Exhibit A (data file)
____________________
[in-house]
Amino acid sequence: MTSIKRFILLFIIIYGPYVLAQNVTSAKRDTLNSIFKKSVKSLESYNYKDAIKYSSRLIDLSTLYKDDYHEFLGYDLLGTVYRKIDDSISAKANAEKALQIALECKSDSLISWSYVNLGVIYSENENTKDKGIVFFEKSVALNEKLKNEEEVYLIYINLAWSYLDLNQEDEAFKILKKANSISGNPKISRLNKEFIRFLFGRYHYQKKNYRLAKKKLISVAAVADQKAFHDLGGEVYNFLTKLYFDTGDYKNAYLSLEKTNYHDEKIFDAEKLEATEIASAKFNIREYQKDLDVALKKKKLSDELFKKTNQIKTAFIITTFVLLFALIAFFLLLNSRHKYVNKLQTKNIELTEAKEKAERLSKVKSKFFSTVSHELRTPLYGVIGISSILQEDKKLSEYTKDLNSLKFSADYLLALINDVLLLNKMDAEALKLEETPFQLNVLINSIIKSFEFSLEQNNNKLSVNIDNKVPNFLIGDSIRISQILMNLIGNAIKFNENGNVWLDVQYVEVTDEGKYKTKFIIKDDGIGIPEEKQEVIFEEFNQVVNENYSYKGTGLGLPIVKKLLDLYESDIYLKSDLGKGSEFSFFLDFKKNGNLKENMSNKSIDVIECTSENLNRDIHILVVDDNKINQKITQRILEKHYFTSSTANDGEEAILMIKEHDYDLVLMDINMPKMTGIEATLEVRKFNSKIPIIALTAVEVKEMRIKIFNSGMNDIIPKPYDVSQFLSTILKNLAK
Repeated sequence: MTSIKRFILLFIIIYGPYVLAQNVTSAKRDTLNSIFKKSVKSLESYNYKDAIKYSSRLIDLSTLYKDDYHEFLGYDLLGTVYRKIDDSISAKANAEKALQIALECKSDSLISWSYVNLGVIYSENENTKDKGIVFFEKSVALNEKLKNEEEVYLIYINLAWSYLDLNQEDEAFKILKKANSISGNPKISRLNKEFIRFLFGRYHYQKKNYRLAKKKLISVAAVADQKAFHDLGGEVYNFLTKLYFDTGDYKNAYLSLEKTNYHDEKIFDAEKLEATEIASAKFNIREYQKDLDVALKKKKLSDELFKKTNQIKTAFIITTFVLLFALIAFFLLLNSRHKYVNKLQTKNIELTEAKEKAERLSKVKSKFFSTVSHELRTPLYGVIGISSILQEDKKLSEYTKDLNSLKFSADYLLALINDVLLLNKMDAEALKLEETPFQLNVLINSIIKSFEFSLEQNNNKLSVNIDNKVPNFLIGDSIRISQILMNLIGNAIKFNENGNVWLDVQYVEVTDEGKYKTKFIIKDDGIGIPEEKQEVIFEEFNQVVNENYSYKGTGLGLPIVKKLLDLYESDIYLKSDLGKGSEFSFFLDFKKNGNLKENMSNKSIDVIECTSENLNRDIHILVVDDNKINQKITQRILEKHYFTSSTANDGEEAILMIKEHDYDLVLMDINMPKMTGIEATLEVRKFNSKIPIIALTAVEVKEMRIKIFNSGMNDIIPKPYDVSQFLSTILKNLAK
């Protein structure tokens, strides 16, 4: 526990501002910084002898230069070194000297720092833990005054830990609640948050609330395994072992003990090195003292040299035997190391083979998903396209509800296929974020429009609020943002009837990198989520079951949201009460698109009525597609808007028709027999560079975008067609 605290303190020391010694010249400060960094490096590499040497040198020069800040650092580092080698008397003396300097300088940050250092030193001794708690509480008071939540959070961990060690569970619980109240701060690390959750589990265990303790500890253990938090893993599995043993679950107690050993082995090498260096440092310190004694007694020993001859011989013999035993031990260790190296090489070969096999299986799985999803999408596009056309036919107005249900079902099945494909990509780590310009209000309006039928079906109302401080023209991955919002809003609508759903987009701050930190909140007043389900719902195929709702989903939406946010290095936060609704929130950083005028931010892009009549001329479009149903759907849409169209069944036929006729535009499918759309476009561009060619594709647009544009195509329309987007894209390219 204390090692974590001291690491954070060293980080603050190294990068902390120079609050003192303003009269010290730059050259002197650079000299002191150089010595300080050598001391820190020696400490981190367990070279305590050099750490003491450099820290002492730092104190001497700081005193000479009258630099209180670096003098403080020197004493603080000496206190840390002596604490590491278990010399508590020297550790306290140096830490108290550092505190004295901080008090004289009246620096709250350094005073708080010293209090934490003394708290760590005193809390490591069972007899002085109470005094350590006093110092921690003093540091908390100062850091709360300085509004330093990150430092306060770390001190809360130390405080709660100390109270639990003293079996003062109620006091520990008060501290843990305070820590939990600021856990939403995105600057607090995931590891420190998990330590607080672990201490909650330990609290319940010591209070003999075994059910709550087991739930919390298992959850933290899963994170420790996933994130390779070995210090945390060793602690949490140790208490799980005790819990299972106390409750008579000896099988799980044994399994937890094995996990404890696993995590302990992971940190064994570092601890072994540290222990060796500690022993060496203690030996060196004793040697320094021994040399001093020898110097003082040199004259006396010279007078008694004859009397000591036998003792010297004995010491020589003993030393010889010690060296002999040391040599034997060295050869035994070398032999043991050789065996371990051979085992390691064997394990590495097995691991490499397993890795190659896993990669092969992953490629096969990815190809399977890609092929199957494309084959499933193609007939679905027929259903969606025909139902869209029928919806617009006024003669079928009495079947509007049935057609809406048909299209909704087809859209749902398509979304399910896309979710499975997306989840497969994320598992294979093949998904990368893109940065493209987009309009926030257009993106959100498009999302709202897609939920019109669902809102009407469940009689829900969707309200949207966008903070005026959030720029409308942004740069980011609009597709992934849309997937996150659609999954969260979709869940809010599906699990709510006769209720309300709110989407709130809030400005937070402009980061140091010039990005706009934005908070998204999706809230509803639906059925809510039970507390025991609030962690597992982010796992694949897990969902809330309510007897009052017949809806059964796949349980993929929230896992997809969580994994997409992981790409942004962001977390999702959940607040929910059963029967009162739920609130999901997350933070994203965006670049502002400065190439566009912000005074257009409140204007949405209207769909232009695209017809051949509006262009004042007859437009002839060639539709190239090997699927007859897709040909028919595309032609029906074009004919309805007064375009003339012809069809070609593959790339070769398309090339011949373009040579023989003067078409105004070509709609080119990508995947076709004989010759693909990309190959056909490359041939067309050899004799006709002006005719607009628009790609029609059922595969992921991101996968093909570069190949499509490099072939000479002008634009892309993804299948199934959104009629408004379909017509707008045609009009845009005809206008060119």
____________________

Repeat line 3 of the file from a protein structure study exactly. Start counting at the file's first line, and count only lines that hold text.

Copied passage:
Repeated sequence: MTSIKRFILLFIIIYGPYVLAQNVTSAKRDTLNSIFKKSVKSLESYNYKDAIKYSSRLIDLSTLYKDDYHEFLGYDLLGTVYRKIDDSISAKANAEKALQIALECKSDSLISWSYVNLGVIYSENENTKDKGIVFFEKSVALNEKLKNEEEVYLIYINLAWSYLDLNQEDEAFKILKKANSISGNPKISRLNKEFIRFLFGRYHYQKKNYRLAKKKLISVAAVADQKAFHDLGGEVYNFLTKLYFDTGDYKNAYLSLEKTNYHDEKIFDAEKLEATEIASAKFNIREYQKDLDVALKKKKLSDELFKKTNQIKTAFIITTFVLLFALIAFFLLLNSRHKYVNKLQTKNIELTEAKEKAERLSKVKSKFFSTVSHELRTPLYGVIGISSILQEDKKLSEYTKDLNSLKFSADYLLALINDVLLLNKMDAEALKLEETPFQLNVLINSIIKSFEFSLEQNNNKLSVNIDNKVPNFLIGDSIRISQILMNLIGNAIKFNENGNVWLDVQYVEVTDEGKYKTKFIIKDDGIGIPEEKQEVIFEEFNQVVNENYSYKGTGLGLPIVKKLLDLYESDIYLKSDLGKGSEFSFFLDFKKNGNLKENMSNKSIDVIECTSENLNRDIHILVVDDNKINQKITQRILEKHYFTSSTANDGEEAILMIKEHDYDLVLMDINMPKMTGIEATLEVRKFNSKIPIIALTAVEVKEMRIKIFNSGMNDIIPKPYDVSQFLSTILKNLAK